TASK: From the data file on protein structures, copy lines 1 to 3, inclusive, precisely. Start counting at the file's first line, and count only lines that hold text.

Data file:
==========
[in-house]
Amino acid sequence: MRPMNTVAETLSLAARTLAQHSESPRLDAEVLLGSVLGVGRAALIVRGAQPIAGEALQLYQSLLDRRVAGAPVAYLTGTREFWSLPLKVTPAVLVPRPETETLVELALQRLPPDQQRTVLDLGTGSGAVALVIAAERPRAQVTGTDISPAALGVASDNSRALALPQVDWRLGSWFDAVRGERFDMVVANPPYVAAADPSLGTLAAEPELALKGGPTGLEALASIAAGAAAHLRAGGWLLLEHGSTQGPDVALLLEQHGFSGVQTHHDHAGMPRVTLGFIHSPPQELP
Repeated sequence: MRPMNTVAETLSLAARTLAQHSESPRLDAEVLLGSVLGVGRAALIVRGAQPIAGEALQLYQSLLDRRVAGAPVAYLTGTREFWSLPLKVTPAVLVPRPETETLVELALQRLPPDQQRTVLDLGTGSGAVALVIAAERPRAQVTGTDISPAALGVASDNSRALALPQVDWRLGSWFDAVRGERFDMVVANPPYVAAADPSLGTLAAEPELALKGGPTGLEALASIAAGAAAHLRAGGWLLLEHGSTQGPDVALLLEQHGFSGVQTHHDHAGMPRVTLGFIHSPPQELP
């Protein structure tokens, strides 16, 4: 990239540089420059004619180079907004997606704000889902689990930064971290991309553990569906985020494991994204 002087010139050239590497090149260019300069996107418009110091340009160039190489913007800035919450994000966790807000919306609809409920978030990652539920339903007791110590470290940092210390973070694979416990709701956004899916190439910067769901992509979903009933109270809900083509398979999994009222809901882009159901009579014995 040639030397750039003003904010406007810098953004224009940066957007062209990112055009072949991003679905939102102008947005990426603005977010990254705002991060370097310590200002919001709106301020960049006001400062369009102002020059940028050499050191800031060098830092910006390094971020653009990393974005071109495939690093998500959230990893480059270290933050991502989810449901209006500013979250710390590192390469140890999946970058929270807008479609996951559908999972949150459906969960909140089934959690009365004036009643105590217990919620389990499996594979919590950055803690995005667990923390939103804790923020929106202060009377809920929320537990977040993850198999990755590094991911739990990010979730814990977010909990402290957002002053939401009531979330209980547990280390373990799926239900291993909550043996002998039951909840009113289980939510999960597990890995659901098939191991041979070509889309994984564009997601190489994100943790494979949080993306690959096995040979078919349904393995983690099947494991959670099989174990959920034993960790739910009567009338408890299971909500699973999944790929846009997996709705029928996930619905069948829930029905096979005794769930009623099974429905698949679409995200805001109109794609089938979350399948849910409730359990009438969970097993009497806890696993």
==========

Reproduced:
[in-house]
Amino acid sequence: MRPMNTVAETLSLAARTLAQHSESPRLDAEVLLGSVLGVGRAALIVRGAQPIAGEALQLYQSLLDRRVAGAPVAYLTGTREFWSLPLKVTPAVLVPRPETETLVELALQRLPPDQQRTVLDLGTGSGAVALVIAAERPRAQVTGTDISPAALGVASDNSRALALPQVDWRLGSWFDAVRGERFDMVVANPPYVAAADPSLGTLAAEPELALKGGPTGLEALASIAAGAAAHLRAGGWLLLEHGSTQGPDVALLLEQHGFSGVQTHHDHAGMPRVTLGFIHSPPQELP
Repeated sequence: MRPMNTVAETLSLAARTLAQHSESPRLDAEVLLGSVLGVGRAALIVRGAQPIAGEALQLYQSLLDRRVAGAPVAYLTGTREFWSLPLKVTPAVLVPRPETETLVELALQRLPPDQQRTVLDLGTGSGAVALVIAAERPRAQVTGTDISPAALGVASDNSRALALPQVDWRLGSWFDAVRGERFDMVVANPPYVAAADPSLGTLAAEPELALKGGPTGLEALASIAAGAAAHLRAGGWLLLEHGSTQGPDVALLLEQHGFSGVQTHHDHAGMPRVTLGFIHSPPQELP